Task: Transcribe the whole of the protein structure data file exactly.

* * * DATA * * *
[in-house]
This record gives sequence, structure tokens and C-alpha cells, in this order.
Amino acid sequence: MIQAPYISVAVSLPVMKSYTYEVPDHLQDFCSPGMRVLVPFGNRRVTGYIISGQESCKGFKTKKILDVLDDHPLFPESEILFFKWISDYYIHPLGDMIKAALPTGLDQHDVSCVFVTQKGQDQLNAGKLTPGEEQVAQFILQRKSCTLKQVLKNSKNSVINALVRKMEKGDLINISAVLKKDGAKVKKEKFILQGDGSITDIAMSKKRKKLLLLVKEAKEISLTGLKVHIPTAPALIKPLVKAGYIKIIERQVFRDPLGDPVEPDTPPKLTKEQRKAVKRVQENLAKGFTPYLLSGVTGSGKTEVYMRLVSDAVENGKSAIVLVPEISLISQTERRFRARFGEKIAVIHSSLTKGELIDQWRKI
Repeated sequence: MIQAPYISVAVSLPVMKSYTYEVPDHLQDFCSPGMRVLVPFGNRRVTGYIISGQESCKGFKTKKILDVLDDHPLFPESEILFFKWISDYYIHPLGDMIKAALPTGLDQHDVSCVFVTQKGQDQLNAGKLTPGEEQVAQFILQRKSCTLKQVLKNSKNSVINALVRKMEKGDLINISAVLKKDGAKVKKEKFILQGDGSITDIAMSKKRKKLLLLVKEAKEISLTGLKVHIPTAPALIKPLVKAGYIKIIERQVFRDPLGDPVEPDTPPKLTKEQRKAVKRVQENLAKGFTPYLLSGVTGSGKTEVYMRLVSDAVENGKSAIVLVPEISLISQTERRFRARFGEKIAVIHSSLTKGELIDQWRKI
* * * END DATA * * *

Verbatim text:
[in-house]
This record gives sequence, structure tokens and C-alpha cells, in this order.
Amino acid sequence: MIQAPYISVAVSLPVMKSYTYEVPDHLQDFCSPGMRVLVPFGNRRVTGYIISGQESCKGFKTKKILDVLDDHPLFPESEILFFKWISDYYIHPLGDMIKAALPTGLDQHDVSCVFVTQKGQDQLNAGKLTPGEEQVAQFILQRKSCTLKQVLKNSKNSVINALVRKMEKGDLINISAVLKKDGAKVKKEKFILQGDGSITDIAMSKKRKKLLLLVKEAKEISLTGLKVHIPTAPALIKPLVKAGYIKIIERQVFRDPLGDPVEPDTPPKLTKEQRKAVKRVQENLAKGFTPYLLSGVTGSGKTEVYMRLVSDAVENGKSAIVLVPEISLISQTERRFRARFGEKIAVIHSSLTKGELIDQWRKI
Repeated sequence: MIQAPYISVAVSLPVMKSYTYEVPDHLQDFCSPGMRVLVPFGNRRVTGYIISGQESCKGFKTKKILDVLDDHPLFPESEILFFKWISDYYIHPLGDMIKAALPTGLDQHDVSCVFVTQKGQDQLNAGKLTPGEEQVAQFILQRKSCTLKQVLKNSKNSVINALVRKMEKGDLINISAVLKKDGAKVKKEKFILQGDGSITDIAMSKKRKKLLLLVKEAKEISLTGLKVHIPTAPALIKPLVKAGYIKIIERQVFRDPLGDPVEPDTPPKLTKEQRKAVKRVQENLAKGFTPYLLSGVTGSGKTEVYMRLVSDAVENGKSAIVLVPEISLISQTERRFRARFGEKIAVIHSSLTKGELIDQWRKI